Hi, I’m new to stage lighting and looking for some advice. I manage a youth cafe and we have regular gigs for teenage bands. The venue is small and bands are usually 4-5 piece. I was advised to get a few LED par cans and am looking at getting 3 Lightmaxx LED par 56′s. I am just a bit worried that they might not be powerful enough. I tried 4 5w LED pars which were absolutely hopeless – I dont want to repeat the mistake. The ones I am looking at now have a power consumption of 20w each – is that a good enough indicator of power?

  54. Rob Sayer:

    Hi Keith – I wouldn’t use power consumption as an indicator of LED PAR brightness as a lot depends on the LED design. As a lot of these cheap LED units don’t usually provide a lot of information when it comes to photometrics, I would simply try before you buy.

  55. Trace:

    Hi – I keep stumbling on this site and get the idea it’s a good source for honest lighting information and I really need some of that right now. I’m totally new to lighting and have been thrust into it because my wife and I are puppeteers and are currently building a small theater inside a 16 foot trailer. Any information about this venue is next to impossible to find because no one is doing this. It is a mobile outdoor theater traveling along the east coast. Because of the scale of puppet theater, the proximity of the lights, the ability of dimming is important. The inside of the theater is totally blacked out. The stage area opening is 8 feet wide by 4 feet deep and 3 and a half feet high. The playboard (stage floor) being only 12 inches in depth. There are two additional left and right stage wings behind front stage so a minimum of six LED floods would be necessary. Two LED fresnels for front of acting stage. Ceiling lights probably can not be used as they will be too close to the top of the puppet’s heads. Also will need back lighting for screen backcloths. From the wings the LED pars would only have to throw 4 feet to center stage. With such close distances I suppose I will have all kinds of troubles. At those distances I wonder if getting good white light is improved because white light is mainly what we need with these puppets and RGB for scenery. I want to use dedicated white LED’s for the puppets and RGB’s for scenery and effects. Dimming is also important to start, stop and move between acts. DMX software is planned as we will not have someone to run the lighting. Any recommendations and as to what size LED pars etc. to use would be helpful. Sorry for the long text.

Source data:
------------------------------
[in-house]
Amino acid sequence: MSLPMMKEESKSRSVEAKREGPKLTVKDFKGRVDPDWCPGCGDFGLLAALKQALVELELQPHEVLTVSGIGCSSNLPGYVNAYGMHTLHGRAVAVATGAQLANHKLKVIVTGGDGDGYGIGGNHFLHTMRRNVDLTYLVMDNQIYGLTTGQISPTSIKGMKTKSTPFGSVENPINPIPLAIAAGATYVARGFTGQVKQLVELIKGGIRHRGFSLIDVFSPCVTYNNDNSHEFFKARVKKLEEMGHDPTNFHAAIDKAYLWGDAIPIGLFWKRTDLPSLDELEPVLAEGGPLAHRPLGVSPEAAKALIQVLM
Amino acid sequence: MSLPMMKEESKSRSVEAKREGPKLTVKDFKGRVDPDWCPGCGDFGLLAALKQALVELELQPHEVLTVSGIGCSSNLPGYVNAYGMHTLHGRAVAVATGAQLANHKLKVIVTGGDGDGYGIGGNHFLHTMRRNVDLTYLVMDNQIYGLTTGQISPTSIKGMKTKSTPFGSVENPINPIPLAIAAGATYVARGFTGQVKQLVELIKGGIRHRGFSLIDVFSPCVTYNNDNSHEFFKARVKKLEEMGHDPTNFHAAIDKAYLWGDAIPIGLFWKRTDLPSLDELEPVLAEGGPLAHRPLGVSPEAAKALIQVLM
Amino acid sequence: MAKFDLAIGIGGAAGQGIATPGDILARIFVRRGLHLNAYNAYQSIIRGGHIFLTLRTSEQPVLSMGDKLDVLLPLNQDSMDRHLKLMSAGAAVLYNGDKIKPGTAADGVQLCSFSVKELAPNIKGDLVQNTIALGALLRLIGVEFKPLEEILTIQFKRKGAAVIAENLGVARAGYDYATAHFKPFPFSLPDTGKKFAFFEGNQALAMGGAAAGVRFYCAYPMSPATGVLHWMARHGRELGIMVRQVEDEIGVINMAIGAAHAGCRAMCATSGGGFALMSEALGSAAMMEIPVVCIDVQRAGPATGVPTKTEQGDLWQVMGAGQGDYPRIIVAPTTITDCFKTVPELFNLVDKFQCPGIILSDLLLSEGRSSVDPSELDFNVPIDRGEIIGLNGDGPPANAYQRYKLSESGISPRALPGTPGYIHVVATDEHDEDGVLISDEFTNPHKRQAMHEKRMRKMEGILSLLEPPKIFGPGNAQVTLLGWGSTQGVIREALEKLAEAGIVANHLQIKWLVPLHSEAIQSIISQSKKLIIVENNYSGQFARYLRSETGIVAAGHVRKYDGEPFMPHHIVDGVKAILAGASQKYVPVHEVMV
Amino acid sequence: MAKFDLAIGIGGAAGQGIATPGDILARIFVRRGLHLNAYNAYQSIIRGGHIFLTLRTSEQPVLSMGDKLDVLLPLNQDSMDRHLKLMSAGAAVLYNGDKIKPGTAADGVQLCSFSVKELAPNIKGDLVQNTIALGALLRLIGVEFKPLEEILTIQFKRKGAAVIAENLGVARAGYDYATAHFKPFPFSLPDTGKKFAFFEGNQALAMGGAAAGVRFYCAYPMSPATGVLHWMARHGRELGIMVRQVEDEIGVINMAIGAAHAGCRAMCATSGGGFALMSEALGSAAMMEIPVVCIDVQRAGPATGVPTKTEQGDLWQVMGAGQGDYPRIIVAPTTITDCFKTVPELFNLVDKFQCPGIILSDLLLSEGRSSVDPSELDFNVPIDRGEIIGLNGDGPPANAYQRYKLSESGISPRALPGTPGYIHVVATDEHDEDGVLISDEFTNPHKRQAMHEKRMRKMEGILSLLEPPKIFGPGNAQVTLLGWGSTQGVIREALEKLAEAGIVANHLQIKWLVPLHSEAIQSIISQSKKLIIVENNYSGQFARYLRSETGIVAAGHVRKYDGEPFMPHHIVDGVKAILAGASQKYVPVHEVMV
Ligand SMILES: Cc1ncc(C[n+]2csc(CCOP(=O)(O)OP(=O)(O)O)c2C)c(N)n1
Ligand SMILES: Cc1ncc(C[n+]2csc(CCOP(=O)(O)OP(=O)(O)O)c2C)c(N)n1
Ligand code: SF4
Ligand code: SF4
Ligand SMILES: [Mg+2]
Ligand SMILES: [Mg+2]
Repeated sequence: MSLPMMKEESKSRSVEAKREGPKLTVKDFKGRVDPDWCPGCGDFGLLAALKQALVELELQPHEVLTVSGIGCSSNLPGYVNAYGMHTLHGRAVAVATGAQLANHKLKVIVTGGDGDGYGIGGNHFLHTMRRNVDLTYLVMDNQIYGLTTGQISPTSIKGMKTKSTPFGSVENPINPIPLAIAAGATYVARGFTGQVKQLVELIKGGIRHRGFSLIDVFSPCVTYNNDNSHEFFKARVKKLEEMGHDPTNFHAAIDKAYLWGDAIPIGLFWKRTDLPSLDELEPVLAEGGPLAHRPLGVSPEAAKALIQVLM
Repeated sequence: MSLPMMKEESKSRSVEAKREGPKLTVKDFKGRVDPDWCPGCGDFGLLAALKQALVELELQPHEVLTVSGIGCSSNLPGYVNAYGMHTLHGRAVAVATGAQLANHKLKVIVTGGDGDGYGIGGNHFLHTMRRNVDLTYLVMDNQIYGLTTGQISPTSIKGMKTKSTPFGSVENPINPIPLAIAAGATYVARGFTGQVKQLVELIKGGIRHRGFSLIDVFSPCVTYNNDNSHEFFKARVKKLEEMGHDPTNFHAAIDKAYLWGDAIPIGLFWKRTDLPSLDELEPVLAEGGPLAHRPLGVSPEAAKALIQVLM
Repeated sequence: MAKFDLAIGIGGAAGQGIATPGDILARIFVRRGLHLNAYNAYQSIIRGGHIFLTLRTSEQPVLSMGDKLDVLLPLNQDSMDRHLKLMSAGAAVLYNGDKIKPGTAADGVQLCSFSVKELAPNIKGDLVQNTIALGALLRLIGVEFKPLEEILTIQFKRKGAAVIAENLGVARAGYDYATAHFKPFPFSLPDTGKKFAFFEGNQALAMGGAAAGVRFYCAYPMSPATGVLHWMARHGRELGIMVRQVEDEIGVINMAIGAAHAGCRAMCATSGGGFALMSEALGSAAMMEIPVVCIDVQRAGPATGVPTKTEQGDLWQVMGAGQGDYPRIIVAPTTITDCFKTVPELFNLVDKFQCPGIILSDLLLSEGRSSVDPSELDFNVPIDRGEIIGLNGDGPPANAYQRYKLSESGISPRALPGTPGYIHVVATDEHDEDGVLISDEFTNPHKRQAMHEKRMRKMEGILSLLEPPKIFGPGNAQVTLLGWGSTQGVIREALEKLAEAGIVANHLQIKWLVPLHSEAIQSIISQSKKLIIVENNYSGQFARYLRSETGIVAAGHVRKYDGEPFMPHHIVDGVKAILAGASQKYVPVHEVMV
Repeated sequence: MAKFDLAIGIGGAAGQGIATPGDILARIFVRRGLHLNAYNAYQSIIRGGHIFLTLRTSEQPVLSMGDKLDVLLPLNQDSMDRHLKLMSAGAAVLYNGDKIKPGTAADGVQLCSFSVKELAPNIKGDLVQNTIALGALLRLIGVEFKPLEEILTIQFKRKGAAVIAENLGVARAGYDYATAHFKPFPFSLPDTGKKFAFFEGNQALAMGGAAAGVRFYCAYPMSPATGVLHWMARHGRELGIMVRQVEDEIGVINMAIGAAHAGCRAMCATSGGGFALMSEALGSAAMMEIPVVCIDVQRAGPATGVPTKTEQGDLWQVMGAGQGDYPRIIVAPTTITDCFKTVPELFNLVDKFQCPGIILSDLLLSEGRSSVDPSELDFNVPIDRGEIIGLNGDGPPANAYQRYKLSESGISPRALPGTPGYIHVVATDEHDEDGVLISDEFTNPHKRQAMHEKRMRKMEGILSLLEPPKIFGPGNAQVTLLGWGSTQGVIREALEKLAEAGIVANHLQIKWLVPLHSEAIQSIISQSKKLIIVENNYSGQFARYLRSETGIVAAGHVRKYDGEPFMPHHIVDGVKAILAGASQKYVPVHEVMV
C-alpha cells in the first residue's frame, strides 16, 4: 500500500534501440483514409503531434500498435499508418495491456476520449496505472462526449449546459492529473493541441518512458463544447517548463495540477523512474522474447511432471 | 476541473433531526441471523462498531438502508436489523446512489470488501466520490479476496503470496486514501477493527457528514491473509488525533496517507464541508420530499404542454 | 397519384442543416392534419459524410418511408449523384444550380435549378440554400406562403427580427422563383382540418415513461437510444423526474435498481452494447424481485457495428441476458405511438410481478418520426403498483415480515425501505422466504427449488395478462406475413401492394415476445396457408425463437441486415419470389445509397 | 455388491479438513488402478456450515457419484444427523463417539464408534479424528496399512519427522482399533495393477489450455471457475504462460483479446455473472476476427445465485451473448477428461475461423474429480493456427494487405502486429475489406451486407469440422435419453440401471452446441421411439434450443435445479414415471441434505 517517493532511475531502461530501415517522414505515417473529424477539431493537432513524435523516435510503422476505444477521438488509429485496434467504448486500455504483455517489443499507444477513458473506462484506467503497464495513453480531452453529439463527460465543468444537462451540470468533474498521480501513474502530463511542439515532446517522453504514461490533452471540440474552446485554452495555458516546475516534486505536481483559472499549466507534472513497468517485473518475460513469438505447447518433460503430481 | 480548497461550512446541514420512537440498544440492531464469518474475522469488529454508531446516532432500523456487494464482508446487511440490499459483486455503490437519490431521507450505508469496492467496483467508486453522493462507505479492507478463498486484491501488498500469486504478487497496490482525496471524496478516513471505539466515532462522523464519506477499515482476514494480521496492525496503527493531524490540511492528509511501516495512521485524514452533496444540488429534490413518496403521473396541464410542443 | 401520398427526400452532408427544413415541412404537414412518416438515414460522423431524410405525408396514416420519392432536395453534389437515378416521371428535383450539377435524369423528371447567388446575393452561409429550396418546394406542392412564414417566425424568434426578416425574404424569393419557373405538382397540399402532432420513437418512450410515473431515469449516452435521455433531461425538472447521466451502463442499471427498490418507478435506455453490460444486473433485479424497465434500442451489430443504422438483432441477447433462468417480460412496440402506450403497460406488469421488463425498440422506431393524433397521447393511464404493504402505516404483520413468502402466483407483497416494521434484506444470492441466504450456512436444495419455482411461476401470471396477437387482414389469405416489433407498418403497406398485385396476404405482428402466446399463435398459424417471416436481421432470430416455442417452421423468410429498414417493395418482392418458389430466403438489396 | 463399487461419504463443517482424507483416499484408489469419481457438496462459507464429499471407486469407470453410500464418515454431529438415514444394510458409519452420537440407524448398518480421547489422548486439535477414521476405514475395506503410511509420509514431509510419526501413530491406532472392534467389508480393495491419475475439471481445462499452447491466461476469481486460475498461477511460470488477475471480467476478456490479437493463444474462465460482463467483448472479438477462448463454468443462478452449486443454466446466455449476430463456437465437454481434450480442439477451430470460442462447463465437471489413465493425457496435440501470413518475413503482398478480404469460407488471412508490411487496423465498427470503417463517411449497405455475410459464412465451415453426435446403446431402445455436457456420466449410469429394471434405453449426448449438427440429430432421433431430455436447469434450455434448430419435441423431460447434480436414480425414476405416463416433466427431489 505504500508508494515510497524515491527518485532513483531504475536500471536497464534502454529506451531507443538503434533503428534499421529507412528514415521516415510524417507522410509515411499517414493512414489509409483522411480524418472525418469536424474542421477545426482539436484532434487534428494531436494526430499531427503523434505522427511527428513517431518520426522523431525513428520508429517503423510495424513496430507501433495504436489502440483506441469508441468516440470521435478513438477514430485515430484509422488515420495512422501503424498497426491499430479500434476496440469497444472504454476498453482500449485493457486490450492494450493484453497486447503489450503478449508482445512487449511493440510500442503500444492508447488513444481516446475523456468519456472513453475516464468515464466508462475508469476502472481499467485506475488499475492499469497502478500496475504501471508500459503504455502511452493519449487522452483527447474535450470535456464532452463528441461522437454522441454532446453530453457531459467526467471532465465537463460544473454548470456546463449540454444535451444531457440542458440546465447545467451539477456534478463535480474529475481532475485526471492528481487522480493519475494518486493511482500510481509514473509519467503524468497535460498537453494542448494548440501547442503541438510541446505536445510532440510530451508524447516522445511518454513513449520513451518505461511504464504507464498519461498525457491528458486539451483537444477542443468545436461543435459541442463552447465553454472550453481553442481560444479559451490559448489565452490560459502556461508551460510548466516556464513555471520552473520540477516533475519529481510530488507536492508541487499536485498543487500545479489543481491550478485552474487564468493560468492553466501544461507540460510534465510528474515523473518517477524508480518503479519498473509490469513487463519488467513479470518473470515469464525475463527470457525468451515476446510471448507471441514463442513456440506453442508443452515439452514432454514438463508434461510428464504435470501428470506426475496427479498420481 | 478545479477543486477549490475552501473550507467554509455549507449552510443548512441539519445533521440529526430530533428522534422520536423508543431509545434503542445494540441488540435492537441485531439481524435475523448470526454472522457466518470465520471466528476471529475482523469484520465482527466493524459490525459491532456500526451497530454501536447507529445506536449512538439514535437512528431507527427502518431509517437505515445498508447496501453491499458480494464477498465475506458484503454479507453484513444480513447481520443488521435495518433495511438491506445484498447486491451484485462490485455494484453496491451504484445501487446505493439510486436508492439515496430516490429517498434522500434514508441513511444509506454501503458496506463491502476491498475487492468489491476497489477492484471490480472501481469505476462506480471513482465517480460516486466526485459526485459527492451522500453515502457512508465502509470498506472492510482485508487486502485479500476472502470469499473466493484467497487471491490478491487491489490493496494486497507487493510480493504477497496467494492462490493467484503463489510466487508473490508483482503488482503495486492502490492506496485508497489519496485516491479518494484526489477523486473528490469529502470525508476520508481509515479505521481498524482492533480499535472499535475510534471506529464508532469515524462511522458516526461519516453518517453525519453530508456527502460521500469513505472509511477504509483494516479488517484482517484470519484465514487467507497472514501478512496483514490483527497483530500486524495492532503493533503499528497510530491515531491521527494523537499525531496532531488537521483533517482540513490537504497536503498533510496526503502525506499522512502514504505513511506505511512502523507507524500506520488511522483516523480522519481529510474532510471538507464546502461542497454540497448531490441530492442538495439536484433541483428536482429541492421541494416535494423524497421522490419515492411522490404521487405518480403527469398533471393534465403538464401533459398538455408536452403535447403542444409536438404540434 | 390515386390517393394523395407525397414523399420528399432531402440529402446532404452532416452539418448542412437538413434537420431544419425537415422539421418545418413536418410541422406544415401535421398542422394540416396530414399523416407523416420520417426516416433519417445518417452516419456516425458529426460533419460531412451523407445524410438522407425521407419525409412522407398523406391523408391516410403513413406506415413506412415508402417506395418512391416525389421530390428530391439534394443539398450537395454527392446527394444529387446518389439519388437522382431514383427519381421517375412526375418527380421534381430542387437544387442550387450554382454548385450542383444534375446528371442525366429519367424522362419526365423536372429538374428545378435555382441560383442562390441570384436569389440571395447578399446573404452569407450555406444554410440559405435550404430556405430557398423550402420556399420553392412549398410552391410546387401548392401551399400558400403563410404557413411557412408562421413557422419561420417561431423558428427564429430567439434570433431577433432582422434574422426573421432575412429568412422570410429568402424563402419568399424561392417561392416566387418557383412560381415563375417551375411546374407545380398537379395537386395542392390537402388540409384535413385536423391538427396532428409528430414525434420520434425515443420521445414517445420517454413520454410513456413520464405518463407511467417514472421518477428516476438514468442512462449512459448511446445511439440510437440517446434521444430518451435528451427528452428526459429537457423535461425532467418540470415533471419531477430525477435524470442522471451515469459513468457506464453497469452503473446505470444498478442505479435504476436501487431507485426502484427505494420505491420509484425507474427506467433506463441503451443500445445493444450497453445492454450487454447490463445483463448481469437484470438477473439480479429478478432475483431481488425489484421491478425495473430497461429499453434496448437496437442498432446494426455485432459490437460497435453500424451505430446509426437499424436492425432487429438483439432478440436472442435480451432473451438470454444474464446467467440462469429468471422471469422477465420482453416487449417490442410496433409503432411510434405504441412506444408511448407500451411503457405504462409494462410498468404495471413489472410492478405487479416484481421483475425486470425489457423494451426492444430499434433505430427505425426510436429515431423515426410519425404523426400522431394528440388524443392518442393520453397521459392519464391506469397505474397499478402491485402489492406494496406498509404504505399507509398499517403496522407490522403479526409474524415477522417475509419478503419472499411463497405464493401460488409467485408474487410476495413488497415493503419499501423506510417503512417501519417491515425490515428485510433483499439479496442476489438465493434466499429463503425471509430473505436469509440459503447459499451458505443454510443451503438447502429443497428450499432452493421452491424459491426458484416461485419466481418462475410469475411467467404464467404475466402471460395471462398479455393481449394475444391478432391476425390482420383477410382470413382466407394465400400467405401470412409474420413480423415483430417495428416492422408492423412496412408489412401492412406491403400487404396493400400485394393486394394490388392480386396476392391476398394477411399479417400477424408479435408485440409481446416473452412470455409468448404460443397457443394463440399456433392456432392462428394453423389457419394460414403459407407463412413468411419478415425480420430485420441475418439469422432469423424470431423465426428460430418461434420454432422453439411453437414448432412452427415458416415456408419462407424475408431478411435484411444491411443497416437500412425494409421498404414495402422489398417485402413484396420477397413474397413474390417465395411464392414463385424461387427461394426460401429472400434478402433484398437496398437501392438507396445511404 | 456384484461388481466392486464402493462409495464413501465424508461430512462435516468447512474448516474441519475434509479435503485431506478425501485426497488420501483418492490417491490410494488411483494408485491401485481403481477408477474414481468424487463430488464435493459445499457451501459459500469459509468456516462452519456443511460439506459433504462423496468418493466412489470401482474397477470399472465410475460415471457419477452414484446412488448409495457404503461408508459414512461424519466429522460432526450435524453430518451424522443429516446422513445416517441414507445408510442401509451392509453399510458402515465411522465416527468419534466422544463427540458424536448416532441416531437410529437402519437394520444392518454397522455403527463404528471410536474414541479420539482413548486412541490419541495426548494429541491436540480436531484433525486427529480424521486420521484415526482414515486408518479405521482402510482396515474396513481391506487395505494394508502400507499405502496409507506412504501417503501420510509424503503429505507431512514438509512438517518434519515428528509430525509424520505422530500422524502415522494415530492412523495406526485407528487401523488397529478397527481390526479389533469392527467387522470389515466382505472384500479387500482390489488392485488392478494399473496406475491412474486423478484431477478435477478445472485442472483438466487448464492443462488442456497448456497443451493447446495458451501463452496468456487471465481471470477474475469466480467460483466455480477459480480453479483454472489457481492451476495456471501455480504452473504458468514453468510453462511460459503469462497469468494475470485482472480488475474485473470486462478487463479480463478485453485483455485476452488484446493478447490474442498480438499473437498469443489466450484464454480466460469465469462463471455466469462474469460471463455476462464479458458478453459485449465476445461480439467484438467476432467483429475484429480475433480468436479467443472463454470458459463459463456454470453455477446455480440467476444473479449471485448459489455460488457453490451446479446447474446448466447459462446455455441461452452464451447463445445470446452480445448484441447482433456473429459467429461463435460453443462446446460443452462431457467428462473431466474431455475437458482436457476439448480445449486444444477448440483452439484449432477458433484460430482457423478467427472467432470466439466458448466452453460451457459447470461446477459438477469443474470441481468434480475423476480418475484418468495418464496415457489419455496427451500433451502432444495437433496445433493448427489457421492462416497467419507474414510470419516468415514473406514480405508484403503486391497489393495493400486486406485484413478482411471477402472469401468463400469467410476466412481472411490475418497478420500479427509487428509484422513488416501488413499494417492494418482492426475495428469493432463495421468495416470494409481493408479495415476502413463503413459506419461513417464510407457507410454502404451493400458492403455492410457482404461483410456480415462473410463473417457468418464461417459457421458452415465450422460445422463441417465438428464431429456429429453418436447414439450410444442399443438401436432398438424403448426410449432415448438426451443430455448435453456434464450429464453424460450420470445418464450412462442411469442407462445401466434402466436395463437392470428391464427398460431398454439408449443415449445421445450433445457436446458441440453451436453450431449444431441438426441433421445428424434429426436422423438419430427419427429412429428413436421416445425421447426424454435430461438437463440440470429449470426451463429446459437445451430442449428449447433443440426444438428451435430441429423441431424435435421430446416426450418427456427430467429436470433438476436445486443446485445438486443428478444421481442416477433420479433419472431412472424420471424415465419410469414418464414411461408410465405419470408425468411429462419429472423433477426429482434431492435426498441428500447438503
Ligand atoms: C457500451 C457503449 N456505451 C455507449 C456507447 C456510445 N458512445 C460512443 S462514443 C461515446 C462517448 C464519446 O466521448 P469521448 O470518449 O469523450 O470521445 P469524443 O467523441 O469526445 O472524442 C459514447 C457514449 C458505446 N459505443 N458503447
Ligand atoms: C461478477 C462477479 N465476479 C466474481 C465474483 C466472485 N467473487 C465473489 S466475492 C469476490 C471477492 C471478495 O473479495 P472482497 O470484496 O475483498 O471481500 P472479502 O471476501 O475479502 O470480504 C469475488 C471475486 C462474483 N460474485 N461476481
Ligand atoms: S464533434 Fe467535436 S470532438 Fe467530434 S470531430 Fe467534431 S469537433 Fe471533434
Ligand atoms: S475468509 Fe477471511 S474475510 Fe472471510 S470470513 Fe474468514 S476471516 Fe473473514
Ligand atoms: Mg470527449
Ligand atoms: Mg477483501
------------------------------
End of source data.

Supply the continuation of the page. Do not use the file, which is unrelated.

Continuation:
56. Rob Sayer:

    Hi Trace,

    As far as which fixtures to use, you really need to get some on demo to try them out. Information on LED kit, beam sizes, colours and brightness is pretty random and most LD’s will only specify kit they have tested rather than relying on the data. Find what fits your budget and try it before committing to buying anything.

    Two points strike me about colour. If you really need a good white for the puppets, have you considered using straight white LED fixtures rather than RGB colour mixing ones. There are a few white LEDS with a decent CRI (the amount of the colour spectrum they output).
    If you are planning on using RGB LEDs for the set, be careful with the set colours. LEDs have a habit of outputting a large amount of a very narrow wavelength, like a specfic blue for instance. This can really make certain reflected colours zing out if they happen to match this wavelength.

  57. Mark:

    check out Seledor/ETC wash units, nice even washes and they can match the Rosco line up of color. Rob’s right about led wavelengths. In china the low cost ones just buy chinese Silan chips. the Q.C. is not the best so wavelenghts can vary from batch to batch. This will always be an issue between manufactures chips.

  58. James P: